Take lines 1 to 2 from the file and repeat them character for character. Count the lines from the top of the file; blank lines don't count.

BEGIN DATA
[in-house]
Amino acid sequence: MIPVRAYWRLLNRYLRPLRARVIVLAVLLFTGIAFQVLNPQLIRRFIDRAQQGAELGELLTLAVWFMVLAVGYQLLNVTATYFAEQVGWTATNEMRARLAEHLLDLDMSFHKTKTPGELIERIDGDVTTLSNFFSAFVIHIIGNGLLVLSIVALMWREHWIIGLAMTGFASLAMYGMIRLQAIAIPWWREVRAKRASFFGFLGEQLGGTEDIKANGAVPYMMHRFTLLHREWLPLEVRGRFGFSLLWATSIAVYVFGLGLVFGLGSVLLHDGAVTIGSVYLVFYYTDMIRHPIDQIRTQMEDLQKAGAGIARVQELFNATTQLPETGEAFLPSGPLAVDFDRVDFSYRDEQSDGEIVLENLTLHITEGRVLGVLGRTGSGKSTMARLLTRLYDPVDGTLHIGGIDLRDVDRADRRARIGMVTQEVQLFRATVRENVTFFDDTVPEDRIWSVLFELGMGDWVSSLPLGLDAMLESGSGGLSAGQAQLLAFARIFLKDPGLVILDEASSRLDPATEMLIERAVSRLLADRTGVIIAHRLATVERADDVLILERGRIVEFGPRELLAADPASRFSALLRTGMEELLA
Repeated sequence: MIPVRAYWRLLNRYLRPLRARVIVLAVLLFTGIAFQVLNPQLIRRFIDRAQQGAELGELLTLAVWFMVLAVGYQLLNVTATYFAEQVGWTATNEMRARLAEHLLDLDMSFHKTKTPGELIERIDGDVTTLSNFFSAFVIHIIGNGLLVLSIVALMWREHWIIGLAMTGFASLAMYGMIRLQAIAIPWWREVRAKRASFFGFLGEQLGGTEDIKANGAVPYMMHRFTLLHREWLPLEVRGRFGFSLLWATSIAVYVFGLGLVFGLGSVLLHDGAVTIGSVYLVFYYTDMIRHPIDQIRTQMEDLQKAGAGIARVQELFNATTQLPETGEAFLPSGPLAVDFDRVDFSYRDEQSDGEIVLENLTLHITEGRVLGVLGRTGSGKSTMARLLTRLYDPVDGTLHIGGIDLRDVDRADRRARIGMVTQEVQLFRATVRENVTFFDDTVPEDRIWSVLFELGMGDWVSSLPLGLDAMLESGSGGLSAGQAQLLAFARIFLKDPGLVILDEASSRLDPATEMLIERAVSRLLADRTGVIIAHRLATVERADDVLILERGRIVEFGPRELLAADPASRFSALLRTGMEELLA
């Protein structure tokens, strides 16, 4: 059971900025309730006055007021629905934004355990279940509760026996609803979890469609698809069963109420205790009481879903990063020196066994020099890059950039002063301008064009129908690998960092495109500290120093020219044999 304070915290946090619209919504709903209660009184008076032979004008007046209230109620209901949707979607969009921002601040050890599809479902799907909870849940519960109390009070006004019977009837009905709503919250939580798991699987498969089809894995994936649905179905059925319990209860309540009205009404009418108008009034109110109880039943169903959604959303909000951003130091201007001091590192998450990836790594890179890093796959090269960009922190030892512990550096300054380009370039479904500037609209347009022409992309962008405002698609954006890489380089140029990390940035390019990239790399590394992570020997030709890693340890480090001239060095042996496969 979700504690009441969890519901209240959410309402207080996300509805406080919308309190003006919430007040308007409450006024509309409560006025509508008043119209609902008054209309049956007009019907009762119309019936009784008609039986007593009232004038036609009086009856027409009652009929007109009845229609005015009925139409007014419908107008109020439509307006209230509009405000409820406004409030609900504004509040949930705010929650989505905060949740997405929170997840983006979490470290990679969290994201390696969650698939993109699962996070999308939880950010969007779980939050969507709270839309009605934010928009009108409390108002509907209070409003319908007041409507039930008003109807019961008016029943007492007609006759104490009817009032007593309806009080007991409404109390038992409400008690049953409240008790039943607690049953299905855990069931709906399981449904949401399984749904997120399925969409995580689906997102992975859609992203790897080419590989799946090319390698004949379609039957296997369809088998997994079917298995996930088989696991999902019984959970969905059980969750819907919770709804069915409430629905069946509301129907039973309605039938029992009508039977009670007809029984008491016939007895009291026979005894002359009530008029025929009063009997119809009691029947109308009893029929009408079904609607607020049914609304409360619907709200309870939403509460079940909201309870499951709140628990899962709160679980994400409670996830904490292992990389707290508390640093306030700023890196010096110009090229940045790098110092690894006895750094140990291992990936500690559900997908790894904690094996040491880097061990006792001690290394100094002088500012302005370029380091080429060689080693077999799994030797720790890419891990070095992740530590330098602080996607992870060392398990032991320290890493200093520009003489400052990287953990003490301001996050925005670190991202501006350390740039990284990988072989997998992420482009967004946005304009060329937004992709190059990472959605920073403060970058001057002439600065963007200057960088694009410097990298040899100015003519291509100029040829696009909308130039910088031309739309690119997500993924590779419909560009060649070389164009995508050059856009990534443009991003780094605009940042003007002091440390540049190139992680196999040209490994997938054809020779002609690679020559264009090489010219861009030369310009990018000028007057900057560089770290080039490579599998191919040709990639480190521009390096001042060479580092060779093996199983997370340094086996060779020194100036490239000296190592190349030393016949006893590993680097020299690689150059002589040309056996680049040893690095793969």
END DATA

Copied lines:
[in-house]
Amino acid sequence: MIPVRAYWRLLNRYLRPLRARVIVLAVLLFTGIAFQVLNPQLIRRFIDRAQQGAELGELLTLAVWFMVLAVGYQLLNVTATYFAEQVGWTATNEMRARLAEHLLDLDMSFHKTKTPGELIERIDGDVTTLSNFFSAFVIHIIGNGLLVLSIVALMWREHWIIGLAMTGFASLAMYGMIRLQAIAIPWWREVRAKRASFFGFLGEQLGGTEDIKANGAVPYMMHRFTLLHREWLPLEVRGRFGFSLLWATSIAVYVFGLGLVFGLGSVLLHDGAVTIGSVYLVFYYTDMIRHPIDQIRTQMEDLQKAGAGIARVQELFNATTQLPETGEAFLPSGPLAVDFDRVDFSYRDEQSDGEIVLENLTLHITEGRVLGVLGRTGSGKSTMARLLTRLYDPVDGTLHIGGIDLRDVDRADRRARIGMVTQEVQLFRATVRENVTFFDDTVPEDRIWSVLFELGMGDWVSSLPLGLDAMLESGSGGLSAGQAQLLAFARIFLKDPGLVILDEASSRLDPATEMLIERAVSRLLADRTGVIIAHRLATVERADDVLILERGRIVEFGPRELLAADPASRFSALLRTGMEELLA